Wildlife at Sherwood
This is a well-established home to hundreds of native species.
Here you’ll find an abundance of beetles, spiders, bats, badgers, foxes, owls and even lizards – testament to the health of parts of the forest, and a reminder of how important it is that we nurture and replenish this habitat and encourage a thriving wildlife community.
Even if you consider insects alone, there’s an astonishing number of species to be found here, many of which are endangered. These include the intriguing glow worms, which can be spotted from early summer. Only the flightless females and larvae actually glow – book a guided walk in the summer for the best chance to spot them.
Look out for both black-headed and red-headed cardinal beetles on flowers from May to July. Their larvae live under the bark of dead or dying trees, so Sherwood provides an ideal home for them.
Higher up in oak trees look out for purple hairstreak butterflies flying around the canopy. Harder to spot, but a real treat is the Welsh clearwing moth, which favours gnarly old birch trees. Found in the wood pasture and the heathland across the whole NNR, it’s a privilege to have them here – they occur more often in Wales (naturally!) and in Scotland, but in only two places in England – Cannock Chase and here at Sherwood. The speckled wood butterfly is easy to spot through the summer, enjoying areas of dappled sunlight – its wings look like dappled sunlight on the woodland floor.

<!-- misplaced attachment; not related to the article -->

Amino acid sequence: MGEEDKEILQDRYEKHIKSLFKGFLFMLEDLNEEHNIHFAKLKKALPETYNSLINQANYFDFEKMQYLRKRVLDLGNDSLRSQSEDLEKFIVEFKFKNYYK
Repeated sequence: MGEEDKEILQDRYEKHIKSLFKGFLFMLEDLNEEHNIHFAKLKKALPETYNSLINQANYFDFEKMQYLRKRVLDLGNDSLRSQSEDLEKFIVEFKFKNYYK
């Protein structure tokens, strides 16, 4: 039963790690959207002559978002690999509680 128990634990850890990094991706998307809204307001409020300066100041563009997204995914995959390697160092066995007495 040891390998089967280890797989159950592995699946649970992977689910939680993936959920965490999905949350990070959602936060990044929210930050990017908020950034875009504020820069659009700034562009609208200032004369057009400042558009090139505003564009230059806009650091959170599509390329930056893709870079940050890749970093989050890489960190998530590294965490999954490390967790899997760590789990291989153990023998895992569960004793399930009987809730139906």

Another Sherwood rarity is the hazel pot beetle, which raises its larvae in pots made from its own dung! The spookily-named ghost spider is also very rare, and only found in a handful of other UK locations besides Sherwood.
Of course, an abundance of insect life as well as plants means fruitful feeding for creatures like hedgehogs, squirrels, owls, bats and birds, all adding to the wealth of wildlife here. You’ll be very lucky if you manage to spot Leislers’ bats, known to favour roosts in old trees here and fly over open areas at night.